So to whom have I been sent?   To those who call themselves members of Concordia Lutheran Church? Or to all who live where I live?

I think the latter.  No, not everyone in Hoisington called me here, but then, neither did all the members of Concordia.  Only those who took the time to come to the call meetings and be involved, and even they were instruments of our Lord to do His bidding.  I don’t know everyone where I live, but then, neither do I know everyone who thinks they belong to Concordia.  Yes, there are other pastors in Hoisington, and they have the same vocation as I do, regardless of denomination affiliation.  We deal in thoughts of congregations because that’s how our administration has taught us to think.  But the apostle Paul didn’t think that way when he sent Titus to Crete.  Neither did Timothy entrust faithful men with the gospel, thinking, I’m sending or placing this man here at such-and-such a church.  Rather, he and Titus established overseers in towns, where people lived.  Some of those people believed, were baptized, and continued in the faith. Some didn’t.  A congregation is not attached to a constitution or bylaws or even charter members or to a building.  A congregation is attached to the apostolic office; so we confess that we believe in one holy catholic and apostolic Church.

This doesn’t mean that if there is no resident pastor then there is no Church, but it does mean that if there is no available minister, ordained and entrusted with the gospel, then there is no minister. Can there still be Christians?  Of course.  But to whom will they go to receive the apostolic blessing and the promise and sign that Jesus is indeed with them?  We ought not “spiritualize” this.  For then we are not really spiritualizing it, which would be to make it of the Spirit, but are divorcing it from the incarnation of our Lord and from His sacramental union with His people, which is the true spiritualization of it.

So wherever you are, pastor, you are the one whose vocation it is to reach out.  Yes, you (gulp) evangelize.  That is, you take the gospel to the people where you live. Not just the ones that call themselves your members, but to everyone because like it or not (believe it or not) you’re in the apostolic office.  You go to homes; both those who you know and those you don’t.  You pray for the sick and anoint them with the oil of the Lord (James 5:13ff), and forgive their sins.  And when others come to you for healing and exorcisms, you rebuke the sickness and the unclean spirits, telling the troubled that their faith has made them well.  You baptize and teach.  You rebuke the self-righteous and preach Christ and Him crucified.  In the pulpit on Sunday? Yes.  In homes on Monday? Yes.  You are a minister of reconciliation, entrusted with the gospel and placed where you are that the Lord would fulfill His promise that He calls His elect from the four corners of creation.  You’ve been given the gifts of the Spirit (1 Cor. 12:28-31), let us strive to be good stewards of His varied gifts, to the glory of God the Father.

A Pentecost Sermon: Drunk Apostles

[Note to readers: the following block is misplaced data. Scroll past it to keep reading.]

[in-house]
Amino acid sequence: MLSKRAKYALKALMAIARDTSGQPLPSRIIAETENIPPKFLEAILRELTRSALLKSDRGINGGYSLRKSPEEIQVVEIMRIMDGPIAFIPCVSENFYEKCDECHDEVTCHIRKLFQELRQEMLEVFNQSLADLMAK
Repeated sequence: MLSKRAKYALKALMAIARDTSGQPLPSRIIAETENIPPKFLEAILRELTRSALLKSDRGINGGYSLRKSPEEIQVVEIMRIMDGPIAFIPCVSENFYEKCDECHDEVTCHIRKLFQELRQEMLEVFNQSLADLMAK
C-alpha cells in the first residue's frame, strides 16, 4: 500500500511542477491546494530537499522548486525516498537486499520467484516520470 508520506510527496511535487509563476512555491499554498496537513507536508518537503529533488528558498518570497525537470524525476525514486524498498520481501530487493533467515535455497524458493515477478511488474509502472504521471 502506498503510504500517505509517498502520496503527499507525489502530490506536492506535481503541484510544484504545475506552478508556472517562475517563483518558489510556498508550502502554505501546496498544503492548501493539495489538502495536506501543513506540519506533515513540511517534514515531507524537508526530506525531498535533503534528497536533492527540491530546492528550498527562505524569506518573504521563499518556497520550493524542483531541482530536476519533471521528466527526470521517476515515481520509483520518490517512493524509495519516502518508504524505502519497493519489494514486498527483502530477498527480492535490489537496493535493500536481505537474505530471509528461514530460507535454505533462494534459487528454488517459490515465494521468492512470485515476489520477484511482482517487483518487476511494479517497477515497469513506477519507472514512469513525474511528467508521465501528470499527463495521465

In the name of the Father and of the + Son and of the Holy Spirit.

Grace to you and peace from God our Father and from our Lord, Jesus Christ who gives us His Spirit of peace.

When Jesus was on the cross, those who had crucified Him mocked Him.  “Let God save Him if He wants Him, for He said, ‘I am the Son of God.’”  But as is the way of God, turning all things upside down and inside out, what they meant for mockery, God would prove true.  God did save His Son.  He raised Him from the dead.  They meant to discredit and destroy Him, and so they would mocked Him.  But God meant to glorify and establish Him, so He raised Him from the dead.

So it was at Pentecost.  Once again mockers would be the unwitting prophets of God because God will not be mocked.  Those who heard the preaching of the apostles on that first Pentecost thought to mock the apostles.  Hearing them preach in many tongues, the unbelievers mocked them saying, “They are filled with new wine.”  But as the mockers mocked the Christ upon the Tree of Life, and became unwilling prophets, so now those who would mock His apostles as being drunk on new wine, would be unwilling prophets.  For the apostles were new wineskins filled with new wine.  After all, no one pours new wine into old wineskins.  If he does, the wineskins will burst and the new wine will be lost.  But he puts new wine into new wineskins so that both are preserved.

The new wine, of course, is the Holy Spirit.  And though Peter heard the mockery and so set it straight that they were not drunk according to the ways of men, he would have been right to say that they were drunk on the Spirit of God.  For it is written, “Do not get drunk with wine, but be filled with the Holy Spirit” (Eph. 5:8).  The wine on which the disciples drank deeply was the Holy Spirit as we are all made to drink of the same Spirit.  And like any drunk will tell you, it wasn’t them that moved their tongue or controlled their mind, ‘twas the strong drink that made them that way.  ‘Twas the Spirit of the Living God that made their tongues to leap and their minds to understand.  They were filled with the Spirit, which is the new wine, and being drunk on the Spirit, they spoke in the ways of the Spirit.

The Master of Ceremonies at the wedding feast in Cana, when our Lord made water into wine, said to the bridegroom, “Everyone serves the best wine first, and when all have drunk freely, then the poor wine.  But you have kept the good wine till now!” (Jn. 2:10).  But it was the Lord who’d kept the good wine till now; till Pentecost.  The whole world had drank deeply and freely of the old wine of works righteousness, thinking that obedience to the Law or to morality or to justice or fairness would cause the Lord to turn His face toward them.  But on Pentecost the Lord gave the good wine of the righteousness of God by pouring out His Spirit on all flesh.